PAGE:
Three Tips For Creating A Lifetime Of Healthy Eating Habits In Children

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Establishing healthy eating habits early in a child’s life is crucial to growing a healthy body and fostering a respect for nature’s best preventative medicine. As a nutrition consultant and educator, the most common question parents ask me is how to get their children to make healthy food choices. Here are three tips to help get you started.

1. Start at the Beginning. 

When introducing solids to your infant, wait until your child is 6-7 months old to ensure his or her digestive tract has developed enough to digest the food. Introduce foods one at a time to help monitor any potential allergic reactions.

Prepared baby foods can be purchased, but to make sure your baby is getting the best nutrition, buy organic produce and make it yourself with a blender.

Making Homemade Baby Food: Great foods to start with are carrots, sweet potato, winter squash, apples and pears. Place cut pieces of a selected vegetable or fruit into a steamer. Steam until tender; place items into a blender and puree with the water from the steamer (this returns a portion of nutrients lost in steaming). Avoid boiling foods, as more nutrients are lost through boiling than steaming. Avocados and bananas can be mashed without cooking.

Grains can be prepared homemade as healthier alternatives to traditional boxed infant cereals. Cynthia Lair, author of Feeding the Whole Family, shares great tips for making whole-grain cereal, recipes for baby foods, and delicious family recipes.

Portion pureed baby food into small glass containers. Refrigerate enough for a couple days, freeze the rest for later. Pureed food can be frozen in ice cube trays; once frozen, store cubes in an airtight container.

Photo by Tracey Hedge, Firefly Mobile Studios, www.firefly2u.com.

Photo by Tracey Hedge, Firefly Mobile Studios, http://www.firefly2u.com.

2. Healthy Snacks Make Healthy Children. 

Often when a child is unsettled and can’t sit still, he’s hungry. Having nutritious snacks readily available to your children will help develop their taste for vegetables and other healthy foods. Offer fruits sparingly – as nutritious as they are, they contain a lot of sugar. Kids, like adults, require healthy fats and complete protein to function and maintain healthy blood sugar levels.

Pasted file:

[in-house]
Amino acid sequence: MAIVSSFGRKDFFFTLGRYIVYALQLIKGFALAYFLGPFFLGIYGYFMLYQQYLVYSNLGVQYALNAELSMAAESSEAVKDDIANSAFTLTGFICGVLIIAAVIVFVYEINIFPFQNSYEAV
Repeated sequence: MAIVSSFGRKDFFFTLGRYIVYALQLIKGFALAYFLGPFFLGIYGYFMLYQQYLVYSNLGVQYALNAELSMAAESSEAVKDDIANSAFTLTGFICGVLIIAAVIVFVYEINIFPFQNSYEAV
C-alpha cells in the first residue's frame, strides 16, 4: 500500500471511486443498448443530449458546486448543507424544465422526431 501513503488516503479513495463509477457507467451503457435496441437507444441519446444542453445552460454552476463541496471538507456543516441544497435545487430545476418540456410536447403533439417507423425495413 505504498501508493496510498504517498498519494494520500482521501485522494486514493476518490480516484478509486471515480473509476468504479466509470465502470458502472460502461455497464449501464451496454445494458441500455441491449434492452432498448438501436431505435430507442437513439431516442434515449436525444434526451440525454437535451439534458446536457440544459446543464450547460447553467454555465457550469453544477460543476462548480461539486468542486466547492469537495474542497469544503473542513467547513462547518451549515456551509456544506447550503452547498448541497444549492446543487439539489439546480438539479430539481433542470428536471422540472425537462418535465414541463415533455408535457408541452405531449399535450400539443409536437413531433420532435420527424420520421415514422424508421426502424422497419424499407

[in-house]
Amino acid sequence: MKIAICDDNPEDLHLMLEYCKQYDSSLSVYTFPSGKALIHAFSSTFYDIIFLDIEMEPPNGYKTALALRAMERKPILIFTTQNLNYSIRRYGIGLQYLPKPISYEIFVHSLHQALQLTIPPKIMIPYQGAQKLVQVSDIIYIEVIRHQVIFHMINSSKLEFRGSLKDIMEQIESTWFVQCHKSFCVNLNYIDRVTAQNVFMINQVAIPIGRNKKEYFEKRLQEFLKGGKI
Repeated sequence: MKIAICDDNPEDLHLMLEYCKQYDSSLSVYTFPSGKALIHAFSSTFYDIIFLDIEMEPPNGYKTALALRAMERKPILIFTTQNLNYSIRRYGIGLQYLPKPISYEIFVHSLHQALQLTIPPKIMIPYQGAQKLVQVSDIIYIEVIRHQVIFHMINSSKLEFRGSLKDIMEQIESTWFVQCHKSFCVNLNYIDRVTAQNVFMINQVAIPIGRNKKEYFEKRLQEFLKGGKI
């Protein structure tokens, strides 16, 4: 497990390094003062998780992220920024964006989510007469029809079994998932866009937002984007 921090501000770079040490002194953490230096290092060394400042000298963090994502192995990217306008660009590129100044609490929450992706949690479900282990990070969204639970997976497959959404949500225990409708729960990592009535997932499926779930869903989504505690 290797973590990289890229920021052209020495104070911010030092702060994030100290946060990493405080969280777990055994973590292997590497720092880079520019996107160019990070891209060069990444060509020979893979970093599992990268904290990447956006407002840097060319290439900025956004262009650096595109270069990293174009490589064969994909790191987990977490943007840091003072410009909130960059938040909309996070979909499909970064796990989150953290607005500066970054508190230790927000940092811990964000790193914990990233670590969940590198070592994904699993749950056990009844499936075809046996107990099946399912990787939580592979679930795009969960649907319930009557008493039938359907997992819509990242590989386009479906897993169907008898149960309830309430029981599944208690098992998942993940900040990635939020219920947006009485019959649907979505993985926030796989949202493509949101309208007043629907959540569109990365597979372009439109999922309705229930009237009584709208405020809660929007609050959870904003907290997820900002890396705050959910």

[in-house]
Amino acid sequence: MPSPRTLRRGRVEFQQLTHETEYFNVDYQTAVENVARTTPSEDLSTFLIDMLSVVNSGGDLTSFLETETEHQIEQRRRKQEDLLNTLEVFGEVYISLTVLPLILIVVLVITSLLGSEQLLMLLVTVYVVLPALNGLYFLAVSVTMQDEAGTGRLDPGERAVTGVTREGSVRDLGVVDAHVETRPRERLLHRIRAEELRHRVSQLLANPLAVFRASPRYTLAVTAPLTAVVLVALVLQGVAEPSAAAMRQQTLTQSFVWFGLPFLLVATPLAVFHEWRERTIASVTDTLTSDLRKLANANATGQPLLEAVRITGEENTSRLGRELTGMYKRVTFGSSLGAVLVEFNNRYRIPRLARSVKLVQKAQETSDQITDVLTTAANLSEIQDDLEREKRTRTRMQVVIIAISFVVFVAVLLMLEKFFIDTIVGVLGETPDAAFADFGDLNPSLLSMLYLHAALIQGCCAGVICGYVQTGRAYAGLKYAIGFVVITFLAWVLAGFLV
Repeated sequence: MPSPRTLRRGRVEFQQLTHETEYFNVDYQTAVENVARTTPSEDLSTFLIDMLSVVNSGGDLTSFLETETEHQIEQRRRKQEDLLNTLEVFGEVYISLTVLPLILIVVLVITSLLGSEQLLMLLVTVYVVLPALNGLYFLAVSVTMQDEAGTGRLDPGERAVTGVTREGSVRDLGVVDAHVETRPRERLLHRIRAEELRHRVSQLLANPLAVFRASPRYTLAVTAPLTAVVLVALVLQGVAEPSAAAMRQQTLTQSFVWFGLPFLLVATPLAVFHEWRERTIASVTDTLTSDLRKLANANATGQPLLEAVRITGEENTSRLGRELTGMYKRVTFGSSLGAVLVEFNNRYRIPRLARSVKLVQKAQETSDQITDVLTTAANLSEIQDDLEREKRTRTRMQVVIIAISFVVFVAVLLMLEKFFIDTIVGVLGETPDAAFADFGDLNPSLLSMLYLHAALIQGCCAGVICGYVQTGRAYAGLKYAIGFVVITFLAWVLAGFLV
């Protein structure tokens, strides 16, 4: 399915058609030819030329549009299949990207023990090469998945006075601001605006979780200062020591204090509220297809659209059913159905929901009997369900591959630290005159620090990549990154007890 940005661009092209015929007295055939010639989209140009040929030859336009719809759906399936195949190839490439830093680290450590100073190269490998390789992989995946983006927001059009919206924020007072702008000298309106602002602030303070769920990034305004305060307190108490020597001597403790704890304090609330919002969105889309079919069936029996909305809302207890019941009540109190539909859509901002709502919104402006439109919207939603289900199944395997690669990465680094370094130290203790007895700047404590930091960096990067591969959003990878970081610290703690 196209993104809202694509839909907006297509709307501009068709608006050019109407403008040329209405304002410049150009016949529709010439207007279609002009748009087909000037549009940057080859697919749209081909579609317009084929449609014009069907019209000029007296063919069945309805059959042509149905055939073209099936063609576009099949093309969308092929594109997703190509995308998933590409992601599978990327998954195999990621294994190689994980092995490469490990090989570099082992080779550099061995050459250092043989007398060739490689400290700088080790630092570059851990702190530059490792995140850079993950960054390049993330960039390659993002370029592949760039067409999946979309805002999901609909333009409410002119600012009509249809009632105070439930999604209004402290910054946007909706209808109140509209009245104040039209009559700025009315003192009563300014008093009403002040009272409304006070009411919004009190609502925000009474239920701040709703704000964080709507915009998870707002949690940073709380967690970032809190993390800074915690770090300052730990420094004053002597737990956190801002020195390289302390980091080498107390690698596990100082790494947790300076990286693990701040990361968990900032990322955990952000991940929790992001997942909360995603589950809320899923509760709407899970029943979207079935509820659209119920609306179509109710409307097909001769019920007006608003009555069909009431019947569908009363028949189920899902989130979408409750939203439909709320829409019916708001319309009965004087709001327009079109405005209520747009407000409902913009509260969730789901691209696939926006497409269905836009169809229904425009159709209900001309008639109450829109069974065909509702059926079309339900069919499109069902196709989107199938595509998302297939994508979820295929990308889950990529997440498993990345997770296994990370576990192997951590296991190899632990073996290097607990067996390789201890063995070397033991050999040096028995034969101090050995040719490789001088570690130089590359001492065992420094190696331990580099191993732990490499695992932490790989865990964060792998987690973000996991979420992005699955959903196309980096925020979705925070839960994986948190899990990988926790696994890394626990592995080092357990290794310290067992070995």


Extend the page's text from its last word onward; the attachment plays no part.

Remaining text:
Think outside “the box” with snacks. While boxed foods like crackers are easy to give to your child, they’re a quick fix that will leave him needing more soon. Make sure your child is getting more than carbohydrates for snacks and meals, as carbs (i.e. crackers, pasta, bread) cause spikes in blood sugar, which can be a culprit in moody/cranky children.

Healthy Snack Ideas: Make sure snacks are complete (protein, fats & carbs). Tasty dips like hummus or avocado dip make eating vegetables more fun. Offer hard boiled eggs (provide an egg slicer for kids to slice their own eggs); organic whole-milk yogurt and berries; organic tortilla chips with guacamole; fruit slices with nut butters or cheese; wild salmon spread and crackers; or smoothies with protein powder and coconut milk.

3. Don’t fall prey to “kid food.” 

This is a trap many parents fall into. Kid food (processed foods like mac & cheese, chicken nuggets, etc.) is typically junk food and is best avoided. This is where thinking outside “the box” comes into play. There is no reason that kids should not eat real, fresh food all the time.

Make one healthy meal for the whole family, rather than separate items for your child. Making all the decisions about what to eat is too much responsibility for a child. As a parent, you need to ensure your family is getting the nutrients their bodies require and to encourage your child to make healthy choices. Be okay with grumbling. Provide 3-5 different vegetables at dinner and have your child pick 2-3 to eat; this allows your child to feel he has some control over what he eats.

Sixteen-year-old Nick Tyra of Redding shares this advice instilled in him from childhood, “My parents taught me about food choices that are healthy and those that are not. They made me aware of the consequences of eating poorly; all of which have stuck with me.”

Getting a well-balanced diet into our children can be challenging, but it is a challenge worth every complaint, every tear and every triumph, and it is never too early (or too late) to start.

Michelle Cave
About Michelle Cave

Michelle Cave is a certified Nutrition Consultant & Nutrition Educator and has been practicing for over 13 years. She studied Holistic Nutrition at Bauman College, in Berkeley, CA and is a member of the National Association of Nutrition Professionals. Find out more: www.familynutritionconnection.com

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